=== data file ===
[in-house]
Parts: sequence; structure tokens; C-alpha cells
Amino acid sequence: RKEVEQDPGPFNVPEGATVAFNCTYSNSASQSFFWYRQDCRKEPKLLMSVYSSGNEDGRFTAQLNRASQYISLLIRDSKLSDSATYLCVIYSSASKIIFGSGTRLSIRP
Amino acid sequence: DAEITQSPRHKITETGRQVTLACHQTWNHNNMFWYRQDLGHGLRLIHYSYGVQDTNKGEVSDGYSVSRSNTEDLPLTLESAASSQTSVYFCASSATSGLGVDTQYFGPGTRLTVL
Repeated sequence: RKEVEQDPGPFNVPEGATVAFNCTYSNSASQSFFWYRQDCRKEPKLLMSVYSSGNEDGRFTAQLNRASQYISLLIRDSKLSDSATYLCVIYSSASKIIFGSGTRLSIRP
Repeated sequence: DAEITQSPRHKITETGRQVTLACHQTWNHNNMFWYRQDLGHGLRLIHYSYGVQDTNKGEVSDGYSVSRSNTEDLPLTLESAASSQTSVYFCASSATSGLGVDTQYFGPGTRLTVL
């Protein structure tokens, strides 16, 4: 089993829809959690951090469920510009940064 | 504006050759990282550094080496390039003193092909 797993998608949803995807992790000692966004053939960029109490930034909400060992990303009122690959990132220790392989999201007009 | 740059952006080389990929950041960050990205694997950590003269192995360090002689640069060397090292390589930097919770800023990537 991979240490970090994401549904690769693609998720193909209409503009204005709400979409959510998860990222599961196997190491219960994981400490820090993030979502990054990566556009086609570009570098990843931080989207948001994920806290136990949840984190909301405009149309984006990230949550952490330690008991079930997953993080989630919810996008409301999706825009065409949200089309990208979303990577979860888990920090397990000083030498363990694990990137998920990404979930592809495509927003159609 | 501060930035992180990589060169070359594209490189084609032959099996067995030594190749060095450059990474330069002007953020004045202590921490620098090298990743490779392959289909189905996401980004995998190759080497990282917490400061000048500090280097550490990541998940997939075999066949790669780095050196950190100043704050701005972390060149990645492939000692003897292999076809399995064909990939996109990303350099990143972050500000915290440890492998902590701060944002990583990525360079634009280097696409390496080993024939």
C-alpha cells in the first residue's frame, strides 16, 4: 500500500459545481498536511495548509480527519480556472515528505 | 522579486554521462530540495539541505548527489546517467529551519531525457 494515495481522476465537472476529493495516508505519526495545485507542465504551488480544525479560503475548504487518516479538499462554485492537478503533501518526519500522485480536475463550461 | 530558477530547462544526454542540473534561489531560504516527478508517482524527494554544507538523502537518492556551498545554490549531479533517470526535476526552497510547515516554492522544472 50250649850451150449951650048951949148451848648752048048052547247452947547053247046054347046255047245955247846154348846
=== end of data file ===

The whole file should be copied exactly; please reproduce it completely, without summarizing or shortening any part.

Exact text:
[in-house]
Parts: sequence; structure tokens; C-alpha cells
Amino acid sequence: RKEVEQDPGPFNVPEGATVAFNCTYSNSASQSFFWYRQDCRKEPKLLMSVYSSGNEDGRFTAQLNRASQYISLLIRDSKLSDSATYLCVIYSSASKIIFGSGTRLSIRP
Amino acid sequence: DAEITQSPRHKITETGRQVTLACHQTWNHNNMFWYRQDLGHGLRLIHYSYGVQDTNKGEVSDGYSVSRSNTEDLPLTLESAASSQTSVYFCASSATSGLGVDTQYFGPGTRLTVL
Repeated sequence: RKEVEQDPGPFNVPEGATVAFNCTYSNSASQSFFWYRQDCRKEPKLLMSVYSSGNEDGRFTAQLNRASQYISLLIRDSKLSDSATYLCVIYSSASKIIFGSGTRLSIRP
Repeated sequence: DAEITQSPRHKITETGRQVTLACHQTWNHNNMFWYRQDLGHGLRLIHYSYGVQDTNKGEVSDGYSVSRSNTEDLPLTLESAASSQTSVYFCASSATSGLGVDTQYFGPGTRLTVL
């Protein structure tokens, strides 16, 4: 089993829809959690951090469920510009940064 | 504006050759990282550094080496390039003193092909 797993998608949803995807992790000692966004053939960029109490930034909400060992990303009122690959990132220790392989999201007009 | 740059952006080389990929950041960050990205694997950590003269192995360090002689640069060397090292390589930097919770800023990537 991979240490970090994401549904690769693609998720193909209409503009204005709400979409959510998860990222599961196997190491219960994981400490820090993030979502990054990566556009086609570009570098990843931080989207948001994920806290136990949840984190909301405009149309984006990230949550952490330690008991079930997953993080989630919810996008409301999706825009065409949200089309990208979303990577979860888990920090397990000083030498363990694990990137998920990404979930592809495509927003159609 | 501060930035992180990589060169070359594209490189084609032959099996067995030594190749060095450059990474330069002007953020004045202590921490620098090298990743490779392959289909189905996401980004995998190759080497990282917490400061000048500090280097550490990541998940997939075999066949790669780095050196950190100043704050701005972390060149990645492939000692003897292999076809399995064909990939996109990303350099990143972050500000915290440890492998902590701060944002990583990525360079634009280097696409390496080993024939």
C-alpha cells in the first residue's frame, strides 16, 4: 500500500459545481498536511495548509480527519480556472515528505 | 522579486554521462530540495539541505548527489546517467529551519531525457 494515495481522476465537472476529493495516508505519526495545485507542465504551488480544525479560503475548504487518516479538499462554485492537478503533501518526519500522485480536475463550461 | 530558477530547462544526454542540473534561489531560504516527478508517482524527494554544507538523502537518492556551498545554490549531479533517470526535476526552497510547515516554492522544472 50250649850451150449951650048951949148451848648752048048052547247452947547053247046054347046255047245955247846154348846